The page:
Bids were also taken from two other vendors, Acadian Advertising and J.W. Toups, although the timing and specifications of those bids were disputed at trial. Plaintiff awarded the contract to Gros for $1,975.

In February of 1989, the IG and the Louisiana State Police initiated investigations into various practices at Nicholls, with the IG looking into administrative violations and the State Police investigating criminal violations.[2]*20 Nicholls' president instructed university employees to cooperate in the joint investigation.

Based on a tip from a Nicholls' employee, IG representatives contacted Borskey and questioned him about possible irregularities in the bidding process for purchases for the 1988 Family Day. Borskey eventually signed an affidavit which formed the basis of one of plaintiff's defamation claims. Borskey's affidavit essentially stated that he had taken part in a three-way telephone conversation with Gros and plaintiff concerning bids for the Family Day purchases; that he had agreed during that conversation to delete the beverage holders from the order and to accept vinyl name tags; that he was put on hold for a portion of the three-way call; that when he was reconnected, Gros stated he could offer a lower unit price for the cups if Nicholls could use a larger quantity; that plaintiff then stated the combination of deleting some items and increasing the quantity of cups at a lower unit price would make Gros the low bidder; and that because of the imminence of Family Day during the bidding process, Borskey "felt everything was in order."[3]

At the conclusion of the investigation, the IG issued a report which became a public document. The report began with the statement that plaintiff "engaged in the manipulation of bids to funnel at least two purchases to a favored vendor, according to evidence obtained." The report further stated that plaintiff discussed changes in bid specifications with Gros and allowed Gros to change his original bid price, thereby enabling him to become the low bidder; that Gros was allowed to bid on vinyl name tags rather than the paper tags on which the other two vendors submitted lower bids, and the other vendors were not given the opportunity to bid again after the specifications were revised; that Gros' bid for the cups was altered on the bid form, reducing the bid from $0.35 to $0.32 per cup; and that Gros stated he was awarded the bid at the end of the telephone conversation in which the changes were made. The report concluded that "[e]vidence exists indicating that Mr. Mike Davis, purchasing agent for the University, conspired with Mr. Tommy Gros of A.I.M., a vendor, to rig at least two bids." The IG recommended that appropriate administrative action be taken against plaintiff and that the evidence be submitted to the proper authorities for prosecution of both plaintiff and Gros.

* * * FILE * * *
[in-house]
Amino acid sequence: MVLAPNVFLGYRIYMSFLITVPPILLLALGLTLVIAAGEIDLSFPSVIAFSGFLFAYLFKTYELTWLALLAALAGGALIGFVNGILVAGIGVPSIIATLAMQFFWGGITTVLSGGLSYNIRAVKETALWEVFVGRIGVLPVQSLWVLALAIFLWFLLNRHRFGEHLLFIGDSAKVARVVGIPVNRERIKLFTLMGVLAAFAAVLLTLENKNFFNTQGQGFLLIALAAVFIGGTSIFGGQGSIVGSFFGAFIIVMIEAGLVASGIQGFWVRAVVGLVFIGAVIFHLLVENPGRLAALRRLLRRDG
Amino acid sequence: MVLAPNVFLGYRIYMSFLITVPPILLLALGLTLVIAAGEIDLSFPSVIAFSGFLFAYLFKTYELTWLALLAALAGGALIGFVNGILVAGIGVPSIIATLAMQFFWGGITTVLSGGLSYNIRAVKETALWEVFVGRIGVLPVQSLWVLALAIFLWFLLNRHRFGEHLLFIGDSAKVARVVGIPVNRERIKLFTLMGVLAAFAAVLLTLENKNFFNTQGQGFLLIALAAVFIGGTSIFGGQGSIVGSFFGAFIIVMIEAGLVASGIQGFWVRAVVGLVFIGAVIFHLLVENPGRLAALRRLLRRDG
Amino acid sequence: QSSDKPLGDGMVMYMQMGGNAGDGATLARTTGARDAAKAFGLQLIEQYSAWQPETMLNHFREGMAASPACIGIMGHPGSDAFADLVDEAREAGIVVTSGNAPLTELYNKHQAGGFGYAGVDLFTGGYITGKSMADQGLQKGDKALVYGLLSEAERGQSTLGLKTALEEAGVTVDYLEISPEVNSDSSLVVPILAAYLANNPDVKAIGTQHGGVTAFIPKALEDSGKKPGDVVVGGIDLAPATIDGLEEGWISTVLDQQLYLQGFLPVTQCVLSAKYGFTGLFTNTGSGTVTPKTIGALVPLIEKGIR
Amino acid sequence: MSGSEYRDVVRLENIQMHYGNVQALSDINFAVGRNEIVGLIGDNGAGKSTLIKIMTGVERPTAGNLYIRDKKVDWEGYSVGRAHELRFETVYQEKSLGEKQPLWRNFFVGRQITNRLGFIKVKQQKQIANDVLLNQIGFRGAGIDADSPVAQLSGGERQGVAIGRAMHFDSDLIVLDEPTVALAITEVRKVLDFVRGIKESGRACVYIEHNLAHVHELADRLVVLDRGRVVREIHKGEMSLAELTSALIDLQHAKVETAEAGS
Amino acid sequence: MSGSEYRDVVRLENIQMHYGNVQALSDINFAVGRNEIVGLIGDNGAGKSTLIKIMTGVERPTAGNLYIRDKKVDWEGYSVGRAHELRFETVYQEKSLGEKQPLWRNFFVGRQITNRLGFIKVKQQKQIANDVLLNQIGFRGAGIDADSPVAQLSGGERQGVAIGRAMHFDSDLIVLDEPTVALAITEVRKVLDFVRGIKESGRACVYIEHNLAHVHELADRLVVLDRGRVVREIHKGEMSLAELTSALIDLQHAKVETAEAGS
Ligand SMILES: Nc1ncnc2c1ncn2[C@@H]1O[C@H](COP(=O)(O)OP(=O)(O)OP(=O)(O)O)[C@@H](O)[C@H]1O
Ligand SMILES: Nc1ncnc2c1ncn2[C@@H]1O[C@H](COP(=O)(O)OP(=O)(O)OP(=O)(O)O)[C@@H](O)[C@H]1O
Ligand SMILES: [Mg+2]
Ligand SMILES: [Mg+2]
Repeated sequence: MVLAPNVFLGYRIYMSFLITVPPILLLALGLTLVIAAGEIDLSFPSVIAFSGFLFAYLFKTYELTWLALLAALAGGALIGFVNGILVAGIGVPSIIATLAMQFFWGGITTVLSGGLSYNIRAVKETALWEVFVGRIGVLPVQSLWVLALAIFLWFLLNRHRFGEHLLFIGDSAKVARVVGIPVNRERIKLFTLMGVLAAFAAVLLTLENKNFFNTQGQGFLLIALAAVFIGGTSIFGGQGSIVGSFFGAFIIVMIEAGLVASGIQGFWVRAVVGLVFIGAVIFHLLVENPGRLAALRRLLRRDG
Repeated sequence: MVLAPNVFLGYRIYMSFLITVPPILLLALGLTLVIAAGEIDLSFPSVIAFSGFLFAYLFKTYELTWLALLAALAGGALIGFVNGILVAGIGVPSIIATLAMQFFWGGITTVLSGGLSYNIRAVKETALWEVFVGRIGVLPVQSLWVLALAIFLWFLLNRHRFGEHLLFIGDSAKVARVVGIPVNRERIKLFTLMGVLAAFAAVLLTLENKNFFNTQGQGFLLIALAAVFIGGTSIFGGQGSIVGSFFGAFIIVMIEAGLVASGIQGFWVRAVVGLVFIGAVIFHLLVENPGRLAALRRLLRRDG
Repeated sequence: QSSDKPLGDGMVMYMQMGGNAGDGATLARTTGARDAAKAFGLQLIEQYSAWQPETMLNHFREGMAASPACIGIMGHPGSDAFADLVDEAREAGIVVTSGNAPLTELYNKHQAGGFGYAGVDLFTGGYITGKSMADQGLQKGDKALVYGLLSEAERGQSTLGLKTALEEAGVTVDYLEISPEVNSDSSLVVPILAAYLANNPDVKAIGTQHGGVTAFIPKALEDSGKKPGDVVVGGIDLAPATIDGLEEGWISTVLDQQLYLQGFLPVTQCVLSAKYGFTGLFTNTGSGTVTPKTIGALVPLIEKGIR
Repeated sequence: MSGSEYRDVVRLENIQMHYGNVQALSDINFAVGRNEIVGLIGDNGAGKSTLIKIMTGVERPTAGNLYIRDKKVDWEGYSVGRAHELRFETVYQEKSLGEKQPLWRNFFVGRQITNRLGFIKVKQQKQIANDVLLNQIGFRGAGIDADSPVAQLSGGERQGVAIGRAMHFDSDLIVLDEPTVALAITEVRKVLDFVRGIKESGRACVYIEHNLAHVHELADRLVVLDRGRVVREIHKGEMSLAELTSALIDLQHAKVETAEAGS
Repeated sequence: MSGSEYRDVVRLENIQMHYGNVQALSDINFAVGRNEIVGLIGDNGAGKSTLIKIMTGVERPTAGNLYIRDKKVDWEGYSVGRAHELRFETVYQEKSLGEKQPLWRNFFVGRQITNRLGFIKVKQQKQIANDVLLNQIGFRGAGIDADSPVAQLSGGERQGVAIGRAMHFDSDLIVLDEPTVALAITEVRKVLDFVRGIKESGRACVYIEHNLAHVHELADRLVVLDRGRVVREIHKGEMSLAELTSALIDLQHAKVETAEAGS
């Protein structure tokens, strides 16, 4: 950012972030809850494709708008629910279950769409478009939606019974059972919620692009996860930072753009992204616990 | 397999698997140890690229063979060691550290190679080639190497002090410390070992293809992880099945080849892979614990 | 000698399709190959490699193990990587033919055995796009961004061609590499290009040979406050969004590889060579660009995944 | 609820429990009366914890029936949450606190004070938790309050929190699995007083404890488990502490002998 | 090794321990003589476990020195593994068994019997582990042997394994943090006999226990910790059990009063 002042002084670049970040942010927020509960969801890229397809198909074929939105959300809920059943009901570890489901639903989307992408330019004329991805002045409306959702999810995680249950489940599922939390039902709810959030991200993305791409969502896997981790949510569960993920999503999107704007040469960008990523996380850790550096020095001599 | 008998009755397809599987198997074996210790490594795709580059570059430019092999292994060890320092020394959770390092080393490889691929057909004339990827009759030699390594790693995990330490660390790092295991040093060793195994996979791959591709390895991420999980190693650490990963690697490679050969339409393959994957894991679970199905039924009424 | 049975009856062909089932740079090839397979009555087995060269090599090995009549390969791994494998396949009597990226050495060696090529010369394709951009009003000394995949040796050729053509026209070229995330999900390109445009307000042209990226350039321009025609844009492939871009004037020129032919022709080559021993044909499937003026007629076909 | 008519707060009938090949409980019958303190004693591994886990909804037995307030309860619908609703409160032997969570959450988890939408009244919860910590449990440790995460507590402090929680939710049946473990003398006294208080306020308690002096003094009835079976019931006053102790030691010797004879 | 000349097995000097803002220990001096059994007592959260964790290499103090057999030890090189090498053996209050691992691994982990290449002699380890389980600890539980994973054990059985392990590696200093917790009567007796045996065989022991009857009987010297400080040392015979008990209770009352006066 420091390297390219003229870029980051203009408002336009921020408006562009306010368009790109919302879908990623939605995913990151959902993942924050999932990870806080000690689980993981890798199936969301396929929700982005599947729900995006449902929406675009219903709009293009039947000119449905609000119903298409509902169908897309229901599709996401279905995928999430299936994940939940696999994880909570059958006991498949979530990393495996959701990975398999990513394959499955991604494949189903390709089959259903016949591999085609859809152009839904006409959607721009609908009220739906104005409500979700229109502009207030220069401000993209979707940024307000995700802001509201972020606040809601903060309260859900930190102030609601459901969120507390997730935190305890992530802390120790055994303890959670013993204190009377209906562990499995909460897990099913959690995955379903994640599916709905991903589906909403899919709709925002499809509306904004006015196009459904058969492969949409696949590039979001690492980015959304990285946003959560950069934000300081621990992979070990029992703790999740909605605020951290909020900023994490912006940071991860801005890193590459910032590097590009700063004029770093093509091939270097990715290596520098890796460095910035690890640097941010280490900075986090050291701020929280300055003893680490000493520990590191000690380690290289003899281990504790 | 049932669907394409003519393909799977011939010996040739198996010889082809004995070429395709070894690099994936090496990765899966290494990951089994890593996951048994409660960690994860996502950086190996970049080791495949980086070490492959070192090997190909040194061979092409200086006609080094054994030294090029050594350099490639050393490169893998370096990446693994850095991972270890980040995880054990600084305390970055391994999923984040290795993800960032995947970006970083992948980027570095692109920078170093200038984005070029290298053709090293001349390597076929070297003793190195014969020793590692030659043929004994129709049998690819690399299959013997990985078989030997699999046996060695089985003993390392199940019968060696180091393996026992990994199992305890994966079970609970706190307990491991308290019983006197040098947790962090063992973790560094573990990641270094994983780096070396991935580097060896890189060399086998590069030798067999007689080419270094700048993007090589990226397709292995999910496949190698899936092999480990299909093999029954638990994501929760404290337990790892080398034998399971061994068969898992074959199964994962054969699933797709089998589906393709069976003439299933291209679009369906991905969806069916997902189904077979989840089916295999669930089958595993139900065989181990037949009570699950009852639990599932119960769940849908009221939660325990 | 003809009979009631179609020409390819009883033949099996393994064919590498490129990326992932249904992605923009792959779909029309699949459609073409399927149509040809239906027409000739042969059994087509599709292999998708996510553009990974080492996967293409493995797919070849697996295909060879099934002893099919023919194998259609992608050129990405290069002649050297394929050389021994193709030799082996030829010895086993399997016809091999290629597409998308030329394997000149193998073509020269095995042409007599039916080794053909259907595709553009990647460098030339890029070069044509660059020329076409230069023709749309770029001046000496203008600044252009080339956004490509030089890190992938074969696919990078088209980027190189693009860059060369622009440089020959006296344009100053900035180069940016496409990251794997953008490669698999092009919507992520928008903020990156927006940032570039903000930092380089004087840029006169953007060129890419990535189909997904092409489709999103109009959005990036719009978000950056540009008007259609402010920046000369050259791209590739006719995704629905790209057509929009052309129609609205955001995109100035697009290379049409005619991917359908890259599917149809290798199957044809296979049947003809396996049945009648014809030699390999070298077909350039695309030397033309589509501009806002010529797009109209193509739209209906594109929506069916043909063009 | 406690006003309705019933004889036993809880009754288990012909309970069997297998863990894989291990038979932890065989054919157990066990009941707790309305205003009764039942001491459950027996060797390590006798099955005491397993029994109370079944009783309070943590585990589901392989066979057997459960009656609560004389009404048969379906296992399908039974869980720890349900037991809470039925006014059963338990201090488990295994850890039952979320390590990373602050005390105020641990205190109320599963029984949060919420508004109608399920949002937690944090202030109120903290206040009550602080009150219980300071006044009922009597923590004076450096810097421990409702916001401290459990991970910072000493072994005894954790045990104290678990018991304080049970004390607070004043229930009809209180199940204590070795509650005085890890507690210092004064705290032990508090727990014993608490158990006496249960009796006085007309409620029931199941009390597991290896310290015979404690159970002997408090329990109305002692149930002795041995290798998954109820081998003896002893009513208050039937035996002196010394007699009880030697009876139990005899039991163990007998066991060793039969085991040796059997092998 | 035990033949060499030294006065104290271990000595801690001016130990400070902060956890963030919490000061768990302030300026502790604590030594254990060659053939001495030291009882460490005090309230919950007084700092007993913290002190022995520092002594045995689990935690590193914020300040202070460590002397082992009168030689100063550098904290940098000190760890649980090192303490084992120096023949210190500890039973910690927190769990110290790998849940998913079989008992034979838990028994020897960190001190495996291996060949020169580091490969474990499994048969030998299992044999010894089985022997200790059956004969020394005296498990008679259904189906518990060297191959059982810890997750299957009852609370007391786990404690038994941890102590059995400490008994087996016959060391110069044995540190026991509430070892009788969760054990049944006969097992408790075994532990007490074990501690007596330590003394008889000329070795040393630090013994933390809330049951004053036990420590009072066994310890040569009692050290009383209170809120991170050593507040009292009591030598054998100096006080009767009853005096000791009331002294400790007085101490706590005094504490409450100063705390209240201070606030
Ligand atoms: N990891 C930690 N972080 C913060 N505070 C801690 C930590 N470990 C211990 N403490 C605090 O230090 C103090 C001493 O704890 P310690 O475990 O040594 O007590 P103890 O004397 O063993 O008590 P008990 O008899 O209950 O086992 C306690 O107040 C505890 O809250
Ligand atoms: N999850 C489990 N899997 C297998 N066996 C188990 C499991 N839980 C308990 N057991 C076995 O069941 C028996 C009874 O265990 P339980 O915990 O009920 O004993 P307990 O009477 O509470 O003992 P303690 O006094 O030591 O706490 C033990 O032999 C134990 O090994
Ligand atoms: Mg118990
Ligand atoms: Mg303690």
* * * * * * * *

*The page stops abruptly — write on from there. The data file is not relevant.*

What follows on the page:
The State Police also issued a report, which concluded that plaintiff and Gros had conspired to rig bids. The report additionally suggested plaintiff was guilty of malfeasance in office.

The District Attorney, after conducting his own investigation, determined that the allegations of misconduct were without merit and declined to bring charges against Davis.

Plaintiff filed this action, initially naming only Borskey and his insurer as defendants. He subsequently amended his petition to add as additional defendants the IG and Governor, as well as the state employees who conducted the joint investigations.[4]